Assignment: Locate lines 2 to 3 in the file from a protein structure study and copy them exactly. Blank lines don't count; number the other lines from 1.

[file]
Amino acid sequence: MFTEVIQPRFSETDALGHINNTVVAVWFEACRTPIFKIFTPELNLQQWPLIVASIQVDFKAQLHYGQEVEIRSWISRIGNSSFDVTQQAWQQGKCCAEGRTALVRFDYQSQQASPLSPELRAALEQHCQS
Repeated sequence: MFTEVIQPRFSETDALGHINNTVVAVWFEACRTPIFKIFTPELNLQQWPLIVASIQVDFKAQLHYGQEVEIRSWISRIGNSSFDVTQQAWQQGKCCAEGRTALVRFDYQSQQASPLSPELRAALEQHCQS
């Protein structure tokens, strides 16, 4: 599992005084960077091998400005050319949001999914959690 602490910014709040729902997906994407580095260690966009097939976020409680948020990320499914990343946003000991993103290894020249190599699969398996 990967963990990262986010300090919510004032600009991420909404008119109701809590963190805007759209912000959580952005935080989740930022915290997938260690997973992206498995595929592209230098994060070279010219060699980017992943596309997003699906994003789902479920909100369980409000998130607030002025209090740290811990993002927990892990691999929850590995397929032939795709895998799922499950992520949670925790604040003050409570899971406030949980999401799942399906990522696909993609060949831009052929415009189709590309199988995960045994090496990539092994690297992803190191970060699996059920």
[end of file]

Repeated sequence: MFTEVIQPRFSETDALGHINNTVVAVWFEACRTPIFKIFTPELNLQQWPLIVASIQVDFKAQLHYGQEVEIRSWISRIGNSSFDVTQQAWQQGKCCAEGRTALVRFDYQSQQASPLSPELRAALEQHCQS
């Protein structure tokens, strides 16, 4: 599992005084960077091998400005050319949001999914959690 602490910014709040729902997906994407580095260690966009097939976020409680948020990320499914990343946003000991993103290894020249190599699969398996 990967963990990262986010300090919510004032600009991420909404008119109701809590963190805007759209912000959580952005935080989740930022915290997938260690997973992206498995595929592209230098994060070279010219060699980017992943596309997003699906994003789902479920909100369980409000998130607030002025209090740290811990993002927990892990691999929850590995397929032939795709895998799922499950992520949670925790604040003050409570899971406030949980999401799942399906990522696909993609060949831009052929415009189709590309199988995960045994090496990539092994690297992803190191970060699996059920």